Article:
Review: Squalus Delivers a Fitting Tribute in The Great Fish…
Take a swim in riff infested waters with this debut album by Squalus. When this album first hit my inbox, I was wondering how a shark-themed album was going to avoid the motifs of the universally beloved 1975 film. Upon opening the files and seeing the track names, it became apparent that Squalus said to hell with all that, we’re making a Jaws album.
After the Agalloch breakup, a majority of that band teamed up with the vocalist from Giant Squid to form Khorada (who still haven’t released a goddamn thing), but most of Giant Squid continued (without the cello) and logically became Squalus, and keeping with the theme, wrote an album about a giant shark.
This very unlikely combination of two basses, drums, and a synth comes together to create a surprisingly palatable but still wholly weird album. The pitch-modulated sound captures a sort of retro-classic style that John Williams wouldn’t touch with a 25-foot great white, but somehow mimics the intensity and foreboding nature of the classic score. I’m totally shocked that I didn’t grow annoyed with the lack of guitar, but where a higher tuned bass doesn’t fill the gaps, the wild and fuzzy synth does.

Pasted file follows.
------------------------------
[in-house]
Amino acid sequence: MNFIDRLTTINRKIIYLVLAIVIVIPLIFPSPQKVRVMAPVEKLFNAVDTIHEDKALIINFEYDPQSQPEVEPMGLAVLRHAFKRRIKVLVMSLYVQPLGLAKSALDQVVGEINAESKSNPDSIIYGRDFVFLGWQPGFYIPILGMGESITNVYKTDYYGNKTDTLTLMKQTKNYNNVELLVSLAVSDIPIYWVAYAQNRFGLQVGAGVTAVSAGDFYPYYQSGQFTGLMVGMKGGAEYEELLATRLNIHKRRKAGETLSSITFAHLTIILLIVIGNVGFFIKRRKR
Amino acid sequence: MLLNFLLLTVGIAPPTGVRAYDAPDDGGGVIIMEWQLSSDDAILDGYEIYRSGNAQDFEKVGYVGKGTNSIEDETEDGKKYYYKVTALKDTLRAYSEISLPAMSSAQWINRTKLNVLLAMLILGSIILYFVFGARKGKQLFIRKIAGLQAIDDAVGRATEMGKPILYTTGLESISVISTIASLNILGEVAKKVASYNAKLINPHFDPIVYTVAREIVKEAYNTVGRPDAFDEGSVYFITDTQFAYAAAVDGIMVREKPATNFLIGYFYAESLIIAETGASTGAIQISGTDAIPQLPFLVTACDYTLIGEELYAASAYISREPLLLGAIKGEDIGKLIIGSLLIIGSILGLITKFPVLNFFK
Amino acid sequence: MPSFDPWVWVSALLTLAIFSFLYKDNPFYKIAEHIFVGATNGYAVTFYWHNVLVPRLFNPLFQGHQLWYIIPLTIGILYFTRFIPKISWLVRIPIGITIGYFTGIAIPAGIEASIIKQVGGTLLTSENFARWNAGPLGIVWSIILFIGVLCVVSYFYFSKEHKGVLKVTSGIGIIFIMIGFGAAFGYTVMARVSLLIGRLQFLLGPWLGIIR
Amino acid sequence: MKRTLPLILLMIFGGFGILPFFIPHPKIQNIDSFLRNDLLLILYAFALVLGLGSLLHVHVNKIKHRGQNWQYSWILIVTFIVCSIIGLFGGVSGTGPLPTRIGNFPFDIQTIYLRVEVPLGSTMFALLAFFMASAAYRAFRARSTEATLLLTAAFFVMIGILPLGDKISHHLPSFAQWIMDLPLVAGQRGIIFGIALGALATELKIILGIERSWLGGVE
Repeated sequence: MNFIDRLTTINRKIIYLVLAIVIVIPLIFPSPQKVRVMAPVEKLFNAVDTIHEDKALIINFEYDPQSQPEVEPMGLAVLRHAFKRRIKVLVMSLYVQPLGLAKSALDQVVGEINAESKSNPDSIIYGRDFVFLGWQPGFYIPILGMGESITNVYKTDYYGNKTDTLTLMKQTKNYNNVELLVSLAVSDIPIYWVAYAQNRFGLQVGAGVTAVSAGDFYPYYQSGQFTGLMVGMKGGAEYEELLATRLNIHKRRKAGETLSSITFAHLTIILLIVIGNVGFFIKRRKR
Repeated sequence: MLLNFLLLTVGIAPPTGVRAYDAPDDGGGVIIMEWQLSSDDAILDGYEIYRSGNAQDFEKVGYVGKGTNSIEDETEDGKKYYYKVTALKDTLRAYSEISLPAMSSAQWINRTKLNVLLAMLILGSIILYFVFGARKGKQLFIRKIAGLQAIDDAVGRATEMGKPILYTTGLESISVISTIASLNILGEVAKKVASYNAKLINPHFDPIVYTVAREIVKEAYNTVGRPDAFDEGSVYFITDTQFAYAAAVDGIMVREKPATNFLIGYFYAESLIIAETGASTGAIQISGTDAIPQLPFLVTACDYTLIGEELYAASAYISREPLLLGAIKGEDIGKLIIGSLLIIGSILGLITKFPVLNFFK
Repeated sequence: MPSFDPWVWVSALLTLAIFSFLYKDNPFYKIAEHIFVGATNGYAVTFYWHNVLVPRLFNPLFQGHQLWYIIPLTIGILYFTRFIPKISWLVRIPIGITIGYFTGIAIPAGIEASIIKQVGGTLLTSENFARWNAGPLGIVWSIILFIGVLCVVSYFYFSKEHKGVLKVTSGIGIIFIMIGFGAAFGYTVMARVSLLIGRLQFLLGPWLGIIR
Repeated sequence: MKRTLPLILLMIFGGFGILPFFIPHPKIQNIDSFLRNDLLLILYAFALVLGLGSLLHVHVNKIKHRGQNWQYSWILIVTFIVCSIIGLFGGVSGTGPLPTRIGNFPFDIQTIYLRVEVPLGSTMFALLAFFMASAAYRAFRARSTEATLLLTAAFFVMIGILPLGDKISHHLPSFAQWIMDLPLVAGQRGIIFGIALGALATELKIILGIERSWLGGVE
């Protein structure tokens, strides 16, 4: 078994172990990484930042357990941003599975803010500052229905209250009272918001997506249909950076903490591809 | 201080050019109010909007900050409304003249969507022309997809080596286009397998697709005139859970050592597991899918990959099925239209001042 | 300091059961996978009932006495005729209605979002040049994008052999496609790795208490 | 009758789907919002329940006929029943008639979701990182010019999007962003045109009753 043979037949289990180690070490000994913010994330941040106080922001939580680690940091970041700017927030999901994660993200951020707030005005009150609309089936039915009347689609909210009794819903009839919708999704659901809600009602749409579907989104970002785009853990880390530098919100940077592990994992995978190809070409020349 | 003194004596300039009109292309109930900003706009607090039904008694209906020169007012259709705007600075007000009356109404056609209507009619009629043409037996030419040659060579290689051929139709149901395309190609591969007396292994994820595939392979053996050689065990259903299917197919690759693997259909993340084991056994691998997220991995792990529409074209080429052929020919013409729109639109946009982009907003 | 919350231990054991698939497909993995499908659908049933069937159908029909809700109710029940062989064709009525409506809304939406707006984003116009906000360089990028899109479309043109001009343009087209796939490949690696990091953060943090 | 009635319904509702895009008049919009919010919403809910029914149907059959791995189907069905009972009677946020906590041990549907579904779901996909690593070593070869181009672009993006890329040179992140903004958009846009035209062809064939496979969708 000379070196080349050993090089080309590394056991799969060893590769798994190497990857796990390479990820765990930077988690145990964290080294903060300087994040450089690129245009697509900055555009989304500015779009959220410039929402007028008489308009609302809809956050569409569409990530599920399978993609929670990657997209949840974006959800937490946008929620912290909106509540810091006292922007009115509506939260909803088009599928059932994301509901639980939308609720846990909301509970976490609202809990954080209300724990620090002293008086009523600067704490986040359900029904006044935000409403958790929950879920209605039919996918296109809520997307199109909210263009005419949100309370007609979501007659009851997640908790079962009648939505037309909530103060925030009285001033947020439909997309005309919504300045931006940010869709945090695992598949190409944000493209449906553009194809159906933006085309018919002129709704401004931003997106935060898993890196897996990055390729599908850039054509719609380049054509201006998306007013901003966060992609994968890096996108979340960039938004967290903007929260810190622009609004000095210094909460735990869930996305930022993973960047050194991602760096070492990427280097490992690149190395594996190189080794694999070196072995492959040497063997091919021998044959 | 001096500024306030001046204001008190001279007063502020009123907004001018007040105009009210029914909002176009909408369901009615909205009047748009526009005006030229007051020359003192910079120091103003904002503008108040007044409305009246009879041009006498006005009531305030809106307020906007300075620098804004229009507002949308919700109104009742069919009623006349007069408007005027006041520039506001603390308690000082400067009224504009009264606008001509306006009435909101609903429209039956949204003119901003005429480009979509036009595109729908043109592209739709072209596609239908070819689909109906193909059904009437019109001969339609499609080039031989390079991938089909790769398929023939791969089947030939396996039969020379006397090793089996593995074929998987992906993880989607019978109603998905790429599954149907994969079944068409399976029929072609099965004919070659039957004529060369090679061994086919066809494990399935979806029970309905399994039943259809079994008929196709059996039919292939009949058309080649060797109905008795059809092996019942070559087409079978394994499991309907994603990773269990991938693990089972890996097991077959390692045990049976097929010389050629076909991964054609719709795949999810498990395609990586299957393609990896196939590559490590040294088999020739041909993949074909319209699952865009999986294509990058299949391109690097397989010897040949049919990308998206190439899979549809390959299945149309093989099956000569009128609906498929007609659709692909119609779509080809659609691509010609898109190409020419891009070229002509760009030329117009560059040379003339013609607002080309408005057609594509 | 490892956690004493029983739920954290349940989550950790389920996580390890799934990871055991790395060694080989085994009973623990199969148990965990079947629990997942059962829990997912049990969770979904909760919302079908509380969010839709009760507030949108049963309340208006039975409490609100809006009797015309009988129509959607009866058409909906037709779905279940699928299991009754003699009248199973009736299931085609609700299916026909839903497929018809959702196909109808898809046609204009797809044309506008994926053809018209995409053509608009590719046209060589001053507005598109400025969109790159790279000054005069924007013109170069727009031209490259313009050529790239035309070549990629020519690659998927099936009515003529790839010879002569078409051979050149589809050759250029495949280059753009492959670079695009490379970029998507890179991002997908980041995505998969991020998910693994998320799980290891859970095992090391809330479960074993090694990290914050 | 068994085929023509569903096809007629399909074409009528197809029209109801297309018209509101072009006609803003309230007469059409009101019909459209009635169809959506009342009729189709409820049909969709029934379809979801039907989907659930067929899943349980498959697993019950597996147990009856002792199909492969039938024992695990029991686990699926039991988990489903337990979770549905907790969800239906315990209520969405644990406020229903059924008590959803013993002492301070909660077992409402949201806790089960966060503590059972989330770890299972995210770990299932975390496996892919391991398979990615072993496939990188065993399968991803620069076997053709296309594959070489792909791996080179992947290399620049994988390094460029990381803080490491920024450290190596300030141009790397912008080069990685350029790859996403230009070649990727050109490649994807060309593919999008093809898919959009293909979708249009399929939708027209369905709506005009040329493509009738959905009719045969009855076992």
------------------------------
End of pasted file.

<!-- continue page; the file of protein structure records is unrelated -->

The drunken sailor vocals are a bit comical at times, but when the songs kick into full-throttle, they shift to something a bit more expected in the sludgy/post-metal world. Perhaps they are attempting to copy the Robert Shaw character (RIP, he sacrificed his life for our sins) when laying down some of the narrative, which helps the whole thing ride that line between being sincere and in jest. This duality is echoed in the way the dark and plodding drum and bass combo combines with the somewhat lighthearted buzz-saw synth. They are aware of the absurdity of writing a tribute album to the 42-year old film, but still, they don’t let that get in the way of great experimental music.
The eleven brief tracks tell an abbreviated version of the film, even including direct dialog from a few characters. The longest track, “The USS Indianapolis” uses the entire Robert Shaw monolog about his previous encounter with the beasts in the sea. After the insanity that is the previous 8 tracks, this one starts slow with a calming piano tune that transitions flawlessly back into their signature sound. Of course, the section wouldn’t be complete without the “Show Me the Way to Go Home” sea shanty leading into the final showdown.
So many things are spectacularly right with this album, including the upbeat punk attitude in “Town Meeting”, the extra vocal power and crushing drums in “Eating Machine in the Pond”, to the crushing cathartic finale of “He Ate the Light”.
In closing, Jaws is socialist propaganda that shows the harmful nature of unregulated businesses. Fuck you, Mayor Vaughn.